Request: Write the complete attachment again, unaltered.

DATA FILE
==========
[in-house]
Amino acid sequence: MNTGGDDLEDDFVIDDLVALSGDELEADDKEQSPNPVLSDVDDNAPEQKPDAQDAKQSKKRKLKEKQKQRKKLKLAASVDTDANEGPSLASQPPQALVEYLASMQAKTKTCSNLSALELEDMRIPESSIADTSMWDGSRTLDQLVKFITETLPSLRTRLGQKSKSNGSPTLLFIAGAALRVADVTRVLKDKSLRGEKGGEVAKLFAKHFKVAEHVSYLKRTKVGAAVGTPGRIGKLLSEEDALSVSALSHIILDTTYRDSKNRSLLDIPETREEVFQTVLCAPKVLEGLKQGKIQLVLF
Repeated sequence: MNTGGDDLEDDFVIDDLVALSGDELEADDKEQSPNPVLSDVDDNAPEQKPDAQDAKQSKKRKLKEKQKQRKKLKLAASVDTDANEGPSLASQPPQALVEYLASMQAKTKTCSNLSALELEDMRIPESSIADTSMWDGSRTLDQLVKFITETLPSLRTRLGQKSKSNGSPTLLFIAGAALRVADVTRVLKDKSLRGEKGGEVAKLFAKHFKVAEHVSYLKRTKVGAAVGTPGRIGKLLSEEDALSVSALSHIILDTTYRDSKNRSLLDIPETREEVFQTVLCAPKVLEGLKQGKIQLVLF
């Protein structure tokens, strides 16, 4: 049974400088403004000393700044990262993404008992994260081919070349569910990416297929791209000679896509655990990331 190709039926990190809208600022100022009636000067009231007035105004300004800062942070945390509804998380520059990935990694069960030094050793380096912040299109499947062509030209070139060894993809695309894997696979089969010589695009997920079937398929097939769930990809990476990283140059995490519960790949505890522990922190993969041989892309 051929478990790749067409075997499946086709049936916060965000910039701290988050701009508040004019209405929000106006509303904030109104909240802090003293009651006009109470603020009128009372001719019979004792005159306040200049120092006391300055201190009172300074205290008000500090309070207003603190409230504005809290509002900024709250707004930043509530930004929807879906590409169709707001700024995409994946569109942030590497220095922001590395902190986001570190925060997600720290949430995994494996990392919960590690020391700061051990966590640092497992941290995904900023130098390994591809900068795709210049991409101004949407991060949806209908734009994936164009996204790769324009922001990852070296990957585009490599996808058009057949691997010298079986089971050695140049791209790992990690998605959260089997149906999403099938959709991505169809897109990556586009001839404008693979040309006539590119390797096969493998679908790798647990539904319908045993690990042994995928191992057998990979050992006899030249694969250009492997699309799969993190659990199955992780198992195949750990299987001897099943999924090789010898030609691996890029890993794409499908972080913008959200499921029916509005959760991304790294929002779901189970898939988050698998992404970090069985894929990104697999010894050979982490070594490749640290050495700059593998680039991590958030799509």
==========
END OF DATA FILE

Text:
[in-house]
Amino acid sequence: MNTGGDDLEDDFVIDDLVALSGDELEADDKEQSPNPVLSDVDDNAPEQKPDAQDAKQSKKRKLKEKQKQRKKLKLAASVDTDANEGPSLASQPPQALVEYLASMQAKTKTCSNLSALELEDMRIPESSIADTSMWDGSRTLDQLVKFITETLPSLRTRLGQKSKSNGSPTLLFIAGAALRVADVTRVLKDKSLRGEKGGEVAKLFAKHFKVAEHVSYLKRTKVGAAVGTPGRIGKLLSEEDALSVSALSHIILDTTYRDSKNRSLLDIPETREEVFQTVLCAPKVLEGLKQGKIQLVLF
Repeated sequence: MNTGGDDLEDDFVIDDLVALSGDELEADDKEQSPNPVLSDVDDNAPEQKPDAQDAKQSKKRKLKEKQKQRKKLKLAASVDTDANEGPSLASQPPQALVEYLASMQAKTKTCSNLSALELEDMRIPESSIADTSMWDGSRTLDQLVKFITETLPSLRTRLGQKSKSNGSPTLLFIAGAALRVADVTRVLKDKSLRGEKGGEVAKLFAKHFKVAEHVSYLKRTKVGAAVGTPGRIGKLLSEEDALSVSALSHIILDTTYRDSKNRSLLDIPETREEVFQTVLCAPKVLEGLKQGKIQLVLF
């Protein structure tokens, strides 16, 4: 049974400088403004000393700044990262993404008992994260081919070349569910990416297929791209000679896509655990990331 190709039926990190809208600022100022009636000067009231007035105004300004800062942070945390509804998380520059990935990694069960030094050793380096912040299109499947062509030209070139060894993809695309894997696979089969010589695009997920079937398929097939769930990809990476990283140059995490519960790949505890522990922190993969041989892309 051929478990790749067409075997499946086709049936916060965000910039701290988050701009508040004019209405929000106006509303904030109104909240802090003293009651006009109470603020009128009372001719019979004792005159306040200049120092006391300055201190009172300074205290008000500090309070207003603190409230504005809290509002900024709250707004930043509530930004929807879906590409169709707001700024995409994946569109942030590497220095922001590395902190986001570190925060997600720290949430995994494996990392919960590690020391700061051990966590640092497992941290995904900023130098390994591809900068795709210049991409101004949407991060949806209908734009994936164009996204790769324009922001990852070296990957585009490599996808058009057949691997010298079986089971050695140049791209790992990690998605959260089997149906999403099938959709991505169809897109990556586009001839404008693979040309006539590119390797096969493998679908790798647990539904319908045993690990042994995928191992057998990979050992006899030249694969250009492997699309799969993190659990199955992780198992195949750990299987001897099943999924090789010898030609691996890029890993794409499908972080913008959200499921029916509005959760991304790294929002779901189970898939988050698998992404970090069985894929990104697999010894050979982490070594490749640290050495700059593998680039991590958030799509």